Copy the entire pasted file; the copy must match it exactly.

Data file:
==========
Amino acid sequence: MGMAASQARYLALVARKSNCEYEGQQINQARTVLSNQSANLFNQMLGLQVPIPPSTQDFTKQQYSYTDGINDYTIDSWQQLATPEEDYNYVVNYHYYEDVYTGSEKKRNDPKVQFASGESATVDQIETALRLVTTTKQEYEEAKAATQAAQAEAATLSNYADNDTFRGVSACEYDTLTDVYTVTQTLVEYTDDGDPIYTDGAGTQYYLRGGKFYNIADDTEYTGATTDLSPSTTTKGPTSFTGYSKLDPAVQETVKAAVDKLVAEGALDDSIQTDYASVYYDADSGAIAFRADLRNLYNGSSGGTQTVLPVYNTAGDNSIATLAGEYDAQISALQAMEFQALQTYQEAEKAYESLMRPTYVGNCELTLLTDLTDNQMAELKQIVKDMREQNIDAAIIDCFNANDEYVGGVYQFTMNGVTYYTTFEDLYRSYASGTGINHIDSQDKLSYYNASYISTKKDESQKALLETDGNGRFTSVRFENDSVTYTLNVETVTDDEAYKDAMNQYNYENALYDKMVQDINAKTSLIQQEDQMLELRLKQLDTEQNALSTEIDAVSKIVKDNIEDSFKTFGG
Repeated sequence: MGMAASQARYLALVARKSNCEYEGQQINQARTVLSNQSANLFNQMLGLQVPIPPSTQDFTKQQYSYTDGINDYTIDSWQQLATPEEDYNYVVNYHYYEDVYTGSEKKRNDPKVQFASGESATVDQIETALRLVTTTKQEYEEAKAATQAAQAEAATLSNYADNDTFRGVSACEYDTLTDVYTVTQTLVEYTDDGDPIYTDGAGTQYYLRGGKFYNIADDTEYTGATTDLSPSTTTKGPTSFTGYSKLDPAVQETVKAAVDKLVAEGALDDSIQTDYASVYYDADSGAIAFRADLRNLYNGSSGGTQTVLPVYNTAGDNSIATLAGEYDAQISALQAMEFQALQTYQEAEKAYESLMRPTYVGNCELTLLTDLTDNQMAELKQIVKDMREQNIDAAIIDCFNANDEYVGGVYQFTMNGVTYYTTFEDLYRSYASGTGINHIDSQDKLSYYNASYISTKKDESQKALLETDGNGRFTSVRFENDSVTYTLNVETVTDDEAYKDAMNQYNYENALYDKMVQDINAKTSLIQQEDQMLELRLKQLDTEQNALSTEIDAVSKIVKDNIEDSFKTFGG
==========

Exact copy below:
Amino acid sequence: MGMAASQARYLALVARKSNCEYEGQQINQARTVLSNQSANLFNQMLGLQVPIPPSTQDFTKQQYSYTDGINDYTIDSWQQLATPEEDYNYVVNYHYYEDVYTGSEKKRNDPKVQFASGESATVDQIETALRLVTTTKQEYEEAKAATQAAQAEAATLSNYADNDTFRGVSACEYDTLTDVYTVTQTLVEYTDDGDPIYTDGAGTQYYLRGGKFYNIADDTEYTGATTDLSPSTTTKGPTSFTGYSKLDPAVQETVKAAVDKLVAEGALDDSIQTDYASVYYDADSGAIAFRADLRNLYNGSSGGTQTVLPVYNTAGDNSIATLAGEYDAQISALQAMEFQALQTYQEAEKAYESLMRPTYVGNCELTLLTDLTDNQMAELKQIVKDMREQNIDAAIIDCFNANDEYVGGVYQFTMNGVTYYTTFEDLYRSYASGTGINHIDSQDKLSYYNASYISTKKDESQKALLETDGNGRFTSVRFENDSVTYTLNVETVTDDEAYKDAMNQYNYENALYDKMVQDINAKTSLIQQEDQMLELRLKQLDTEQNALSTEIDAVSKIVKDNIEDSFKTFGG
Repeated sequence: MGMAASQARYLALVARKSNCEYEGQQINQARTVLSNQSANLFNQMLGLQVPIPPSTQDFTKQQYSYTDGINDYTIDSWQQLATPEEDYNYVVNYHYYEDVYTGSEKKRNDPKVQFASGESATVDQIETALRLVTTTKQEYEEAKAATQAAQAEAATLSNYADNDTFRGVSACEYDTLTDVYTVTQTLVEYTDDGDPIYTDGAGTQYYLRGGKFYNIADDTEYTGATTDLSPSTTTKGPTSFTGYSKLDPAVQETVKAAVDKLVAEGALDDSIQTDYASVYYDADSGAIAFRADLRNLYNGSSGGTQTVLPVYNTAGDNSIATLAGEYDAQISALQAMEFQALQTYQEAEKAYESLMRPTYVGNCELTLLTDLTDNQMAELKQIVKDMREQNIDAAIIDCFNANDEYVGGVYQFTMNGVTYYTTFEDLYRSYASGTGINHIDSQDKLSYYNASYISTKKDESQKALLETDGNGRFTSVRFENDSVTYTLNVETVTDDEAYKDAMNQYNYENALYDKMVQDINAKTSLIQQEDQMLELRLKQLDTEQNALSTEIDAVSKIVKDNIEDSFKTFGG